TSPLOST Results: Tea Party Wins Big As Georgia Road Tax Fails

The controversial Georgia road tax known as T-SPLOST was decisively shot down in the state on Tuesday in a referendum during the state primaries, in a big win for the Tea Party.

So why do we care about a Georgia road tax? The bill would have hiked the state sales tax, but met serious opposition from Tea Party politicians and grassroots groups. What’s more, the Tea Party had bi-partisan support. Liberal organizations like the NAACP and the Sierra Club joined forces with the far right group to shoot down the tax, which had been proposed by mainstream Republican state officials. The Tea Party T-SPLOST win shows that the far-right anti-tax (Tea Party = Taxed Enough Already Party) conservative group is still able to find considerable allies in the political arena, and is still a force to be reckoned with, especially in the lead-up to the November general election.

What is T-SPLOST? In Georgia, a special-purpose local-option sales tax (SPLOST) can be levied by any county, for the purpose of funding the building and maintenance of parksschoolsroads, and other public facilities. The T-SPLOST was a transportation bill which would raise sales taxes by 1 cent in order to raise $8.5 billion in traffic improvements. The 10-county project list would fund 157 transportation projects across the state and funnel 52% of the money to transit and 48% to improve the state's roads, but it has not come without its critics.

Supporters said that the tax raise would significantly boost the quality of life in Georgia, which currently ranks 48th in the nation in transportation spending per capita, and fourth in total hours the average commuter spends on the road each day. Moreover, they said that 70 percent of the region's existing, scheduled transportation funding for the next 30 years will be spent on maintaining the existing network, which leaves little room for expansion.

The metropolitan area has some of the most egregious traffic in the U.S. According to The Associated Press, "The region's political and business leaders are pushing for a 1-cent increase in the sales tax to pay for billions of dollars in highway improvements and other transportation projects." A dozen regions across Georgia voted independently on the tax increase, which could have generated more than $18 billion statewide for transportation projects over the next decade. Gov. Nathan Deal and other pro-business Republicans supporting the tax increase were at odds with Tea Party leaders, who called the tax frivolous during times of economic hardship. They also contended that the tax would hurt Georgia’s struggling small businesses. The Tea Party was joined by a slew of opposition — everyone from the Sierra Club, which claimed the tax would hurt the environment, and the NAACP, which argued that minorities would be disenfranchised in T-SPLOST.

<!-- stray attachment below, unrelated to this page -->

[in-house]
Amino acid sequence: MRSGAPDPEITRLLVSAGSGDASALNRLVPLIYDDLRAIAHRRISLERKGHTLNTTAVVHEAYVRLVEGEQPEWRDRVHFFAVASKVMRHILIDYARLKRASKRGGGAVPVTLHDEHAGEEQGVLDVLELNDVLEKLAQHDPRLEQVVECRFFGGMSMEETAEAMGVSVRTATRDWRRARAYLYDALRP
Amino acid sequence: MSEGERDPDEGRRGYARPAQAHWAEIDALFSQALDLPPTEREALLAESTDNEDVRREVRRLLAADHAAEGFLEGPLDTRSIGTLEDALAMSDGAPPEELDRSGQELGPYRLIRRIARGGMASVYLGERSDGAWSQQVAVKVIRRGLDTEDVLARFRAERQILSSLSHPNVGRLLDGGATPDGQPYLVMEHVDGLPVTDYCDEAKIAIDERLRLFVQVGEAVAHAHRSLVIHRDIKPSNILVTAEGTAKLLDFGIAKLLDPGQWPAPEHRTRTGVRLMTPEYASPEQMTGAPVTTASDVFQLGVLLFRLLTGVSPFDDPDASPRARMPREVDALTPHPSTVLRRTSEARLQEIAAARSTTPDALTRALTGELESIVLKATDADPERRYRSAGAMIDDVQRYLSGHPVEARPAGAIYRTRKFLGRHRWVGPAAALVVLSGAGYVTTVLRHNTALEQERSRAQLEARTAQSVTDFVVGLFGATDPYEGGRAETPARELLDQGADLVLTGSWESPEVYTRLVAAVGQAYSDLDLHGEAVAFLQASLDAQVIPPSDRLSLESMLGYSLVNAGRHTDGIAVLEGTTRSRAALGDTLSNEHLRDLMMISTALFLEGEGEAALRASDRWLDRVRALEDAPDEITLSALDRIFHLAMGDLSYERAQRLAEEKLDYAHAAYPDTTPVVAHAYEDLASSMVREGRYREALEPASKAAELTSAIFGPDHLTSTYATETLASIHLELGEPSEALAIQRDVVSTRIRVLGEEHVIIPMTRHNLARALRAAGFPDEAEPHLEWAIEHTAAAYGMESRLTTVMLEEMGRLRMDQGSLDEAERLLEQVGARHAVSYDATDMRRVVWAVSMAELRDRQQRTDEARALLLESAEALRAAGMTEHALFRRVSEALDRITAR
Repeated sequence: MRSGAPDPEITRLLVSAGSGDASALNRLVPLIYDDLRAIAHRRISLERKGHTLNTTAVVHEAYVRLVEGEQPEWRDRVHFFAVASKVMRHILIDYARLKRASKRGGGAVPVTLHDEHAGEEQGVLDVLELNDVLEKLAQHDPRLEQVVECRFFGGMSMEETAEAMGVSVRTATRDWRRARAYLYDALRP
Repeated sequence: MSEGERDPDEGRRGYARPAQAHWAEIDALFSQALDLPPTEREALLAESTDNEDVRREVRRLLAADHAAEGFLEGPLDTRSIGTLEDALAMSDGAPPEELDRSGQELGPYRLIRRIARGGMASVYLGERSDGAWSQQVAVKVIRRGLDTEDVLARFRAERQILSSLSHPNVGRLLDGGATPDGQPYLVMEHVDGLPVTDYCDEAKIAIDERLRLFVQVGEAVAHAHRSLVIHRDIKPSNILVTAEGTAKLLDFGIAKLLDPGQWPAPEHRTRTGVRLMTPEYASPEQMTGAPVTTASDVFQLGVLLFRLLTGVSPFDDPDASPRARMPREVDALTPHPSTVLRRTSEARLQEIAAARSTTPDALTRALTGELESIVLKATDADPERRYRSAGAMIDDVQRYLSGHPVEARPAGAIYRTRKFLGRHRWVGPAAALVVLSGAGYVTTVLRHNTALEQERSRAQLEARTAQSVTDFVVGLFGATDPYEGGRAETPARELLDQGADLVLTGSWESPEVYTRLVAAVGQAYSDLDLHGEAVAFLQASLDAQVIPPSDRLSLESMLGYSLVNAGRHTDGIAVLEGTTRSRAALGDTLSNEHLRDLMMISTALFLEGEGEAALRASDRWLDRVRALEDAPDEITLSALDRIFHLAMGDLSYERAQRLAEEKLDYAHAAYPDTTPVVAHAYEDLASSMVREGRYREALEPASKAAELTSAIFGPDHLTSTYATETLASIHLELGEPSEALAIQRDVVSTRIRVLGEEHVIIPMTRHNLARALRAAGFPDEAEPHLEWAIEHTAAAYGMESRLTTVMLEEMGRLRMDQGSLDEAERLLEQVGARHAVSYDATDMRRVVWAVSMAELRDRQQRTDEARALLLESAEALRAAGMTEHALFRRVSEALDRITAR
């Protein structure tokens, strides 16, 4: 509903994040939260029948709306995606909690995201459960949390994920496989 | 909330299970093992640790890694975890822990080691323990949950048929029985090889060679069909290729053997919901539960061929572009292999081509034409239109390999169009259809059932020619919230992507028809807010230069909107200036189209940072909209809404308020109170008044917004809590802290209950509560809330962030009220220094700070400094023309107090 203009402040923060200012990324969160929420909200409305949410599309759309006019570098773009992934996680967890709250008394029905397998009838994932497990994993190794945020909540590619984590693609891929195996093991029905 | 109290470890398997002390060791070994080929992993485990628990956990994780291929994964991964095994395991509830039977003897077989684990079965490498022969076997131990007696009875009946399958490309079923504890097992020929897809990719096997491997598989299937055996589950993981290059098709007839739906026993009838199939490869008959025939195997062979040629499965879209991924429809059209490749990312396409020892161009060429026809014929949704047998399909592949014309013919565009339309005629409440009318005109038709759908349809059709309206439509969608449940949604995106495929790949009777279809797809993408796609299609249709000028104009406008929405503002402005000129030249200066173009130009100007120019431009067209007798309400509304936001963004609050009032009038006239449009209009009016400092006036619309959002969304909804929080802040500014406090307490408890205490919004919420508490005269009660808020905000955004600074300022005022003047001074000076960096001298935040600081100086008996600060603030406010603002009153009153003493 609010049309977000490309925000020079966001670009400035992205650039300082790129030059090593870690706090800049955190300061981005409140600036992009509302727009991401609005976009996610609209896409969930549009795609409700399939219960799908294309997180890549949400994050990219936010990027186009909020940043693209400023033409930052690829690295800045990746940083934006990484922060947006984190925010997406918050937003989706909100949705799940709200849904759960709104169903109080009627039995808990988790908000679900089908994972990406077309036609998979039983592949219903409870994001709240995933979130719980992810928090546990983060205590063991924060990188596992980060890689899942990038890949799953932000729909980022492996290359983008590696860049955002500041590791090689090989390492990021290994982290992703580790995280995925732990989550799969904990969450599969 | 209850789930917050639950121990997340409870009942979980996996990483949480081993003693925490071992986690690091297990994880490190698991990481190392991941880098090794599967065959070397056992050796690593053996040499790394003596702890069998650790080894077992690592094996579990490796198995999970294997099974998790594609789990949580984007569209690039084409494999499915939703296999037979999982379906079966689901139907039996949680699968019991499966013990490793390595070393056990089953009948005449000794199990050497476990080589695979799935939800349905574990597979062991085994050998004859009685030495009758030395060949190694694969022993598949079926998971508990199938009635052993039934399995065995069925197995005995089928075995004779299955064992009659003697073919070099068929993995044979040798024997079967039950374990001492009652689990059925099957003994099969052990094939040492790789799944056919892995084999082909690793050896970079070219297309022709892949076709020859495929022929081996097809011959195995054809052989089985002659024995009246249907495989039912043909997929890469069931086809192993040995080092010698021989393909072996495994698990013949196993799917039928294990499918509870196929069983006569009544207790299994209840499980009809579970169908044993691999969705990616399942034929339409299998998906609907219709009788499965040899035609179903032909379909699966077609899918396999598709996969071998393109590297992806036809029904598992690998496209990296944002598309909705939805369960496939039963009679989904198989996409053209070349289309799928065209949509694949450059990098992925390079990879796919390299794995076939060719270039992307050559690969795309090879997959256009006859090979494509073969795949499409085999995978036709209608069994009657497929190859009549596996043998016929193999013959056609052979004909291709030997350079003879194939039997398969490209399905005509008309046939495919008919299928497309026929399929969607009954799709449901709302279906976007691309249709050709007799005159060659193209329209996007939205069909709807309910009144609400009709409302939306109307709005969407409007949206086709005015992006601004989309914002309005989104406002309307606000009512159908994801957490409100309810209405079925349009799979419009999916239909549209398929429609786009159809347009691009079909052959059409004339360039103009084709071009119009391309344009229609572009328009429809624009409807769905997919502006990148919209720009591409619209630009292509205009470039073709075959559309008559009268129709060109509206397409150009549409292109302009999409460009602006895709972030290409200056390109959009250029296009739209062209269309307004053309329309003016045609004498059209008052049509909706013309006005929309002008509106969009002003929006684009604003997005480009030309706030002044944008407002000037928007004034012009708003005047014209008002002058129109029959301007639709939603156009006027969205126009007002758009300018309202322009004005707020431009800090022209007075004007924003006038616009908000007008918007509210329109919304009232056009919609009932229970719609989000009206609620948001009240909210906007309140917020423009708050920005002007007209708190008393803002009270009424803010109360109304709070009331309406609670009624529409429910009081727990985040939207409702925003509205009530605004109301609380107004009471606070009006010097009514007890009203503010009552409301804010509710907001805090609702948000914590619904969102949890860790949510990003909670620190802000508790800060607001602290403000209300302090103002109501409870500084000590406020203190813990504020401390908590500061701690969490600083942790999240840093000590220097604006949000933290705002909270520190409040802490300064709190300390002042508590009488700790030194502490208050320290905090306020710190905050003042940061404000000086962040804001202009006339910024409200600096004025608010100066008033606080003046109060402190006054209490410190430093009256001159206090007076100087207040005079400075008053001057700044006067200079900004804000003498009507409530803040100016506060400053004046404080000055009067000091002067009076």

Throughout Georgia, the tax was shot down by huge percentages, and the Tea Party immediately claimed giant-killer status, capitalizing on their re-emerging political clout.

"The tea party and other T-SPLOST opponents didn't need much money to defeat the one-penny sales tax. According to the most recent campaign finance reports and the Atlanta Journal-Constitution, they had raised only about $15,000. That was a pittance compared to the $8 million in the hands of the proponents, which included Deal, Atlanta Mayor Kasim Reed and the Metro Atlanta Chamber," reports Atlanta Journal-Constitution. 

Editor's Note: This story has been updated to properly cite language that was originally used without attribution to Atlanta Journal-Constitution and The Associated Press. We apologize to our readers for this violation of our basic editorial standards. Mic has put in place new mechanisms, including plagiarism detection software, to ensure that this does not happen in the future.

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Chris Miles

Chris has worked for media outlets including the Associated Press and Stars and Stripes. He worked with the Clinton Foundation, the United Nations, and with the Kentucky state legislature. He holds a master's degree in political science from the University of Louisville, and a BA in journalism and political science from the University of Kentucky. He is originally from Lexington, Ky. Kentucky basketball occupies a majority of his free time.

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